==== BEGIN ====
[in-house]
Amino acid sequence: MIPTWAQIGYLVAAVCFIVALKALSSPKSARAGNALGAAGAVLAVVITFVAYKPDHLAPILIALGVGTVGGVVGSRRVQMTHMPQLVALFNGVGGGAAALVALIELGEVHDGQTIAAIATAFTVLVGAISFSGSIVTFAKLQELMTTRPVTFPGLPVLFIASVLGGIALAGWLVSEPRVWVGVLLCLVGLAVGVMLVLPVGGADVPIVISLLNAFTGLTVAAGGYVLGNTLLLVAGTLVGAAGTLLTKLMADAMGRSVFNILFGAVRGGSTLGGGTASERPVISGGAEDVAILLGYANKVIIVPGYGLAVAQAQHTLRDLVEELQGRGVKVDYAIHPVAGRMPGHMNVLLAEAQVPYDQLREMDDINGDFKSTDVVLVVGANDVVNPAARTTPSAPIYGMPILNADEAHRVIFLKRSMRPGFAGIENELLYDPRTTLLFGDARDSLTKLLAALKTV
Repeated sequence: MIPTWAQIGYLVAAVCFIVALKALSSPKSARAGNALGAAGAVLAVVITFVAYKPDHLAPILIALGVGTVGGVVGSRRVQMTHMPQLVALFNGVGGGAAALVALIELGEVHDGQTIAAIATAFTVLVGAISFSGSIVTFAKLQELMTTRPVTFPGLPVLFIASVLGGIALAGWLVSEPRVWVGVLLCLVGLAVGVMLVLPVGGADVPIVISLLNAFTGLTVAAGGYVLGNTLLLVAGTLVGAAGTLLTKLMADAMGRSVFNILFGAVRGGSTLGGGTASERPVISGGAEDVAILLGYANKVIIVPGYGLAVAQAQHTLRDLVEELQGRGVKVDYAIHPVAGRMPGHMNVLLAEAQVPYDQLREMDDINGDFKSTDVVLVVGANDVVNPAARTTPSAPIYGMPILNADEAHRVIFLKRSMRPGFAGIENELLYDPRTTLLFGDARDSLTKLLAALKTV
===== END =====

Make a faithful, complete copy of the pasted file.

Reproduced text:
[in-house]
Amino acid sequence: MIPTWAQIGYLVAAVCFIVALKALSSPKSARAGNALGAAGAVLAVVITFVAYKPDHLAPILIALGVGTVGGVVGSRRVQMTHMPQLVALFNGVGGGAAALVALIELGEVHDGQTIAAIATAFTVLVGAISFSGSIVTFAKLQELMTTRPVTFPGLPVLFIASVLGGIALAGWLVSEPRVWVGVLLCLVGLAVGVMLVLPVGGADVPIVISLLNAFTGLTVAAGGYVLGNTLLLVAGTLVGAAGTLLTKLMADAMGRSVFNILFGAVRGGSTLGGGTASERPVISGGAEDVAILLGYANKVIIVPGYGLAVAQAQHTLRDLVEELQGRGVKVDYAIHPVAGRMPGHMNVLLAEAQVPYDQLREMDDINGDFKSTDVVLVVGANDVVNPAARTTPSAPIYGMPILNADEAHRVIFLKRSMRPGFAGIENELLYDPRTTLLFGDARDSLTKLLAALKTV
Repeated sequence: MIPTWAQIGYLVAAVCFIVALKALSSPKSARAGNALGAAGAVLAVVITFVAYKPDHLAPILIALGVGTVGGVVGSRRVQMTHMPQLVALFNGVGGGAAALVALIELGEVHDGQTIAAIATAFTVLVGAISFSGSIVTFAKLQELMTTRPVTFPGLPVLFIASVLGGIALAGWLVSEPRVWVGVLLCLVGLAVGVMLVLPVGGADVPIVISLLNAFTGLTVAAGGYVLGNTLLLVAGTLVGAAGTLLTKLMADAMGRSVFNILFGAVRGGSTLGGGTASERPVISGGAEDVAILLGYANKVIIVPGYGLAVAQAQHTLRDLVEELQGRGVKVDYAIHPVAGRMPGHMNVLLAEAQVPYDQLREMDDINGDFKSTDVVLVVGANDVVNPAARTTPSAPIYGMPILNADEAHRVIFLKRSMRPGFAGIENELLYDPRTTLLFGDARDSLTKLLAALKTV